Building the Continuum

Supporting Formation and Vocation in The Episcopal Church

Friendships Made through Mission

by Boyd Evans

Note: This is one example of how EYE impacts youth from local congregations and dioceses in connecting with one another and the wider church through mission. 

On Sunday, June 26 many of the groups attending the Episcopal Youth Event left for a three-day mission experiences.  Caitlin Peabody from St. John’s Cathedral along with Alexis Burnham, Patrick Dobbins and chaperone Boyd Evans from St. Stephen’s Oak Ridge joined a group totaling 51 teenagers (rising sophomores to college freshmen) and 30 adult leaders from the Province IV Southeastern Diocese to travel to Northern Minnesota for a mission experience at the Red Lake Nation.  This trip was coordinated by Cookie Cantwell and Beth Crow from the Diocese of North Carolina. The Red Lake reservation is home to the Ojibwe tribe of Native Americans.  The Ojibwe are sometimes referred to as “Chippewa” as this was the pronunciation of early explorers to the area.

On the five-hour bus ride from Minneapolis-St. Paul to Northwestern Minnesota, the youth and adults learned about the history of the Ojibwe in Red Lake and watched the video “Unseen Tears: A Documentary on Boarding School Survivors”.  Unseen Tears tells the story of how children of Native American families in the early 20th century were removed from their families and sent to off-reservation boarding schools in which they were not allowed to speak their native language or practice their native culture in an effort to assimilate them into American society. Tragically, many cases of abuse and neglect were documented from these schools as well as a loss of native language and culture for a generation of Native Americans.

Our group settled in to their accommodations in the dormitories of Bemidji State University in Bemidji, MN early Sunday evening.  Following dinner, we gathered for discussion with Episcopal priest and Ojibwe Nation member Johnson Loud to learn more about the culture and history of the Ojibwe in the Red Lake area. Rev. Loud also described the geography of Red Lake which is rectangular in shape and is 25 miles long by 10 miles wide, the largest lake entirely within the borders of Minnesota.  We were somewhat concerned to learn that some tensions still exist between the Ojibwe and the people living in the vicinity of the reservation.  We prepared for our work of reconciliation and service on the reservation the following day.  Fr. Loud served as a liaison for the remainder of our stay in the area.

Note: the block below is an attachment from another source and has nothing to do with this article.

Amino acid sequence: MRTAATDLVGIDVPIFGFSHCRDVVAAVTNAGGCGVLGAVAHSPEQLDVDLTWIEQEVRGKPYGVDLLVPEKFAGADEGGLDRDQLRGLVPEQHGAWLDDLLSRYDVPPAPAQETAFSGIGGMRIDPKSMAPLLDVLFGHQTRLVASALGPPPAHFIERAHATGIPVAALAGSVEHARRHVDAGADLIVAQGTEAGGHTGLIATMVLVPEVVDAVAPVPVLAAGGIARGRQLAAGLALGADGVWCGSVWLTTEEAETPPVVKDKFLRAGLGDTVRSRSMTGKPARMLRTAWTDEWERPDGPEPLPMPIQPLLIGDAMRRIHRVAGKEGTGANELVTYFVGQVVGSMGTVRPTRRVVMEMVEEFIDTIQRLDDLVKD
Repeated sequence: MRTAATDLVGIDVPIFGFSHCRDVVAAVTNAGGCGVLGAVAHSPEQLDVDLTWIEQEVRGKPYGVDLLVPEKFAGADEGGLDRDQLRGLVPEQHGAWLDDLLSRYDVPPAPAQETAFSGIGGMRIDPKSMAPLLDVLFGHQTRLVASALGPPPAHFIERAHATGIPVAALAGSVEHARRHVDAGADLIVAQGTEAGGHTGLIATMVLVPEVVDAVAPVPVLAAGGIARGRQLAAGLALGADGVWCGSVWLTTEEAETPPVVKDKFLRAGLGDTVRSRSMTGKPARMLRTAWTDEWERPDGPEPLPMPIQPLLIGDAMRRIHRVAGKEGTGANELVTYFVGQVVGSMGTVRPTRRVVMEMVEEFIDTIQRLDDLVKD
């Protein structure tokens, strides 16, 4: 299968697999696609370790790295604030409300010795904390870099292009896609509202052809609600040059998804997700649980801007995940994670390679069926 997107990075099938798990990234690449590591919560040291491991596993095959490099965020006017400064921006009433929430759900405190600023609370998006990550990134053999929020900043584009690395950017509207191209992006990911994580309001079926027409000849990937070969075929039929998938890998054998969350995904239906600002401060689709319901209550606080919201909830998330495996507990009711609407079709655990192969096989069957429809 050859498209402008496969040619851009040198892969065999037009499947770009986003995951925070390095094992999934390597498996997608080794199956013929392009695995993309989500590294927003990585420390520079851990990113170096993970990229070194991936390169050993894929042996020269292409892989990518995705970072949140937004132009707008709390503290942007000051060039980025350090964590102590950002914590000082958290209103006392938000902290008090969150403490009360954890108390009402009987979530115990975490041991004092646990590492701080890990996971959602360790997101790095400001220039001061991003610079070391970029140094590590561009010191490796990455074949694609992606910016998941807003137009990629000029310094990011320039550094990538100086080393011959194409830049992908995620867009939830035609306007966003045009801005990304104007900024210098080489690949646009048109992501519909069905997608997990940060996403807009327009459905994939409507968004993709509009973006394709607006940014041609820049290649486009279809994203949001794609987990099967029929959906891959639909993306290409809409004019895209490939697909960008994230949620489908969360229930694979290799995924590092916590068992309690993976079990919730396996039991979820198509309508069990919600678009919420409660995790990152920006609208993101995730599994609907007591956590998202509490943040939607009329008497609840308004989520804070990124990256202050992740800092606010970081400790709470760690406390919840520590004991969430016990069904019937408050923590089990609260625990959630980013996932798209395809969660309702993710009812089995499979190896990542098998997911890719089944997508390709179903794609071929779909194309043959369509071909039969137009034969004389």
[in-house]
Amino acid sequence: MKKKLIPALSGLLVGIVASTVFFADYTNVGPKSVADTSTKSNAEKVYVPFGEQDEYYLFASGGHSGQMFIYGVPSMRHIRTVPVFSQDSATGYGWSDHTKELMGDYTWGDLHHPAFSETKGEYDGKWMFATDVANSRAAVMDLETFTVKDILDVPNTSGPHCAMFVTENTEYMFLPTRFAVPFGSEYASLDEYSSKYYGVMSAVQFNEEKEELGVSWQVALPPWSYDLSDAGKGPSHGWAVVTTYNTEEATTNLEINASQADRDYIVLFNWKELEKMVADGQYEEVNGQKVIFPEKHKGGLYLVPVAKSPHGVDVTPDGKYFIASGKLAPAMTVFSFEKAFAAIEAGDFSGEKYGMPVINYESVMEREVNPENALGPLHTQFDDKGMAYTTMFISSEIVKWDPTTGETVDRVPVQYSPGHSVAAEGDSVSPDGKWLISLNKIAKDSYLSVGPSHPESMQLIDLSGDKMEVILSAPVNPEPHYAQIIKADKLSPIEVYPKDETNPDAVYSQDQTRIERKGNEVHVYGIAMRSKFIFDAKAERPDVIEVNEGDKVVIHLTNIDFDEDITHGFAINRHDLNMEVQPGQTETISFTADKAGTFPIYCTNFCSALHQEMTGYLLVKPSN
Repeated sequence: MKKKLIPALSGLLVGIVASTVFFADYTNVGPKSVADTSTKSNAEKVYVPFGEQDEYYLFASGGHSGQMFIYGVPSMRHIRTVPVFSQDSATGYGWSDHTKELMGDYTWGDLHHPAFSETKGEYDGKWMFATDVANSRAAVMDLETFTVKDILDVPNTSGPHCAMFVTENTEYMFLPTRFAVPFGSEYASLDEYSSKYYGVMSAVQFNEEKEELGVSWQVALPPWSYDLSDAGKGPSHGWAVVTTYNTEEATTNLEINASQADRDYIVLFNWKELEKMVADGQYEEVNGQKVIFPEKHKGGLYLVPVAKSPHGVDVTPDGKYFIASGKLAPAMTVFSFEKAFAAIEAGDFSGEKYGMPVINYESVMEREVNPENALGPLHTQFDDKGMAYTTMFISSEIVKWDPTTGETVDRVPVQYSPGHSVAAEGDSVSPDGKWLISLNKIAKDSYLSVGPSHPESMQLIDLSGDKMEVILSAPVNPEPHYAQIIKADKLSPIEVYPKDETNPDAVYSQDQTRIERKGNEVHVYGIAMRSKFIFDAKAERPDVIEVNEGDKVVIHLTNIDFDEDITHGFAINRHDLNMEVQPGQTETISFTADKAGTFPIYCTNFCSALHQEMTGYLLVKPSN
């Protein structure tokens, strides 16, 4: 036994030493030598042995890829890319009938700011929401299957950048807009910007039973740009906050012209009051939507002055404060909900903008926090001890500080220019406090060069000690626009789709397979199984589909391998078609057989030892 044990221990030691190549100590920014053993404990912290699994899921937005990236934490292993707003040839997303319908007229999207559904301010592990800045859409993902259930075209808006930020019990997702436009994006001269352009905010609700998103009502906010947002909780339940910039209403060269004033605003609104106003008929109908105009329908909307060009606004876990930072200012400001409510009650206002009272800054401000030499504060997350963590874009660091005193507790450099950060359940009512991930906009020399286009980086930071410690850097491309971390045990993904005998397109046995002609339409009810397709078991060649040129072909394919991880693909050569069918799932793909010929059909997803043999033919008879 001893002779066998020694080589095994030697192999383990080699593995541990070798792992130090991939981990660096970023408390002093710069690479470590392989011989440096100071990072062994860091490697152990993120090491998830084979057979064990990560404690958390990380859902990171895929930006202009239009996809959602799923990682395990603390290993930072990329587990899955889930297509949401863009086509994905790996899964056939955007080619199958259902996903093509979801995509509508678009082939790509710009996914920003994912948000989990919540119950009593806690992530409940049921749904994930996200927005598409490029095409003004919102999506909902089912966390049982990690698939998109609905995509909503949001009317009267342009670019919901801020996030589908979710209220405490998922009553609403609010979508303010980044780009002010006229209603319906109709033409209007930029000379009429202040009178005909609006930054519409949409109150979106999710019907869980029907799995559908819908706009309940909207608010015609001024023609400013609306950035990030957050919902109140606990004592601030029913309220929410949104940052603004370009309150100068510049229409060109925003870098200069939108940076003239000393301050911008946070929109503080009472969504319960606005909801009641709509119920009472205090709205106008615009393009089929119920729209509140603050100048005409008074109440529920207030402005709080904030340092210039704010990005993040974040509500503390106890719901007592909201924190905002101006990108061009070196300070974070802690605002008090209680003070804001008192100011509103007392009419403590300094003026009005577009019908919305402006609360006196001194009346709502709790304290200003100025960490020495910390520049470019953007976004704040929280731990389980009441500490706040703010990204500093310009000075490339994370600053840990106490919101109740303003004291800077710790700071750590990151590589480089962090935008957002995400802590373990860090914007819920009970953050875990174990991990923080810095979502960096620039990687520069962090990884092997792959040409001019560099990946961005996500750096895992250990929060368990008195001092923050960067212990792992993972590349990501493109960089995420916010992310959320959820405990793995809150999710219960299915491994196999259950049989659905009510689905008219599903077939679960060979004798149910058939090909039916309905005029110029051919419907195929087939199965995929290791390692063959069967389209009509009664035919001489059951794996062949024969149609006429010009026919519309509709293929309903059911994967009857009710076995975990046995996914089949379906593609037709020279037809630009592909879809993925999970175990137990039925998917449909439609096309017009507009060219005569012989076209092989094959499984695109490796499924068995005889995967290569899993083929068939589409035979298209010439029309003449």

This slideshow requires JavaScript.

The next day we began our mission work at St. Antipas in Redby, MN.  The weather was cold and drizzling rain, but the group began the process of cleaning and staining the exterior of St. Antipas. St. Antipas is a log structure constructed with lumber from local forests.  The weathered structure was ready for a fresh coat of stain.  Since we had a large group, some of the group stayed indoors to fabricate handmade gifts for the Diocese of North Carolina’s mission trip to Botswana in July.  We worked as quickly as possible to get the first coat of stain on St. Antipas, but our work was cut short as the weather deteriorated.  Also during the day we visited the primary industry in the area, a fishery which processes the walleye, great northern pike, muskie, and sturgeon caught on Red Lake and is shipped throughout the United States for consumption.